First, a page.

Several studies have found a link between low calcium intake, high Body Mass Indexes (BMIs) and high body fat percentages. Furthermore, a 2016 study found that people on a calorie-restricted diet lost more weight when taking a calcium supplement, meaning that how to take calcium supplements for best absorption might well make it into your next diet plan.
A 2004 review of 10 studies found that calcium from dairy products and supplements may lower the risk of colon cancer, which was backed up by another study 5 years later. If you’re concerned about the risk of colon cancer, now would be a good time to learn how to take calcium supplements for best absorption.
Metabolic markers are biological factors that indicate underlying poor health, such as obesity, high blood pressure, and high blood sugar. In a 2016 study, pregnant women saw improvements in blood pressure and inflammation when taking calcium supplements, and other research shows that children of women who took calcium supplements during pregnancy had lower blood pressure at 7.
Unfortunately, calcium supplements have their share of risks and may cause some health problems if you take too many or don’t understand how to take calcium supplements for best absorption. Fortunately, there is little evidence to suggest that calcium supplements are bad for you, except in very high doses – exceeding 2,000mg a day – so you shouldn’t worry too much.
When taking calcium supplements, there are several factors you need to be aware of, such as your daily calcium intake, recommended dosage, and which type of calcium is best for your needs:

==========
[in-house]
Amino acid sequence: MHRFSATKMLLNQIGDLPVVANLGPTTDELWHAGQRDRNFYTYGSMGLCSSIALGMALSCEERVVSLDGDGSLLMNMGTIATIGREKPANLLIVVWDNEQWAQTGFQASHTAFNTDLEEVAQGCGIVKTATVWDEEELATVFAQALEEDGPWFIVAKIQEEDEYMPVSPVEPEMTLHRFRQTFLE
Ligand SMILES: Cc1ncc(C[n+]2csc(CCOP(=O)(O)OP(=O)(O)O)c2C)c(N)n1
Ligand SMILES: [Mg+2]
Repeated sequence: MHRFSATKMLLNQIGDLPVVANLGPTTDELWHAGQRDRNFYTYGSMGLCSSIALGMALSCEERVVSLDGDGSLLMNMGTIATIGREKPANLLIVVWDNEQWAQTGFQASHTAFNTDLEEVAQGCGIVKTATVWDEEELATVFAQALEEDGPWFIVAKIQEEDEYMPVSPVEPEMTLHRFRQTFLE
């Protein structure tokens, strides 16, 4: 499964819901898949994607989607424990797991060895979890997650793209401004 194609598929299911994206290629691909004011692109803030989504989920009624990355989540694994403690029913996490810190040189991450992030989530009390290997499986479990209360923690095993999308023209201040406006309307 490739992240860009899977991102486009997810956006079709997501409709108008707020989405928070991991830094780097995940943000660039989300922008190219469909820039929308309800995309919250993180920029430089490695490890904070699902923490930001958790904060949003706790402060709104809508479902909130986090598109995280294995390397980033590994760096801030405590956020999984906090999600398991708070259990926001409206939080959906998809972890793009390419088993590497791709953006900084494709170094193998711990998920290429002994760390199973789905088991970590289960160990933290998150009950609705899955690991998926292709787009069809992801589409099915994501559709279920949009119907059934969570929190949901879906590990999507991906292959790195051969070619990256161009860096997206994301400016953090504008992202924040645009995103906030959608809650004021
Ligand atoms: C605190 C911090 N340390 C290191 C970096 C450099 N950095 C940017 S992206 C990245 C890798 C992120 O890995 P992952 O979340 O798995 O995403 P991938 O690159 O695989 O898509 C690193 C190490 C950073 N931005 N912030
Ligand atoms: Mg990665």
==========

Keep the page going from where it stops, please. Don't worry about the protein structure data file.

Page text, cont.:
Calcium supplements are intended to complement the calcium you get from your diet so that you can reliably meet your Recommended Daily Allowance (RDA). Supplementing your diet with calcium is a safe way to avoid the dangers of low calcium if you know how to take calcium supplements for best absorption and how much calcium you normally eat so you don’t get too much.
More important than making sure you get enough calcium is making sure that your body can absorb all the calcium in your diet and supplements. Experts recommend taking no more than 500mg (half the NIH average RDA) in one go and taking plenty of vitamin D to help your body absorb the calcium over time.
If you’re taking other medication as well as calcium supplements, you should notify your doctor as they can interfere with how your body absorbs other minerals and antibiotics. If you’re deficient in iron, zinc or magnesium and wondering how to take calcium supplements for best absorption, then try taking calcium between meals and maximising the mineral content of your diet.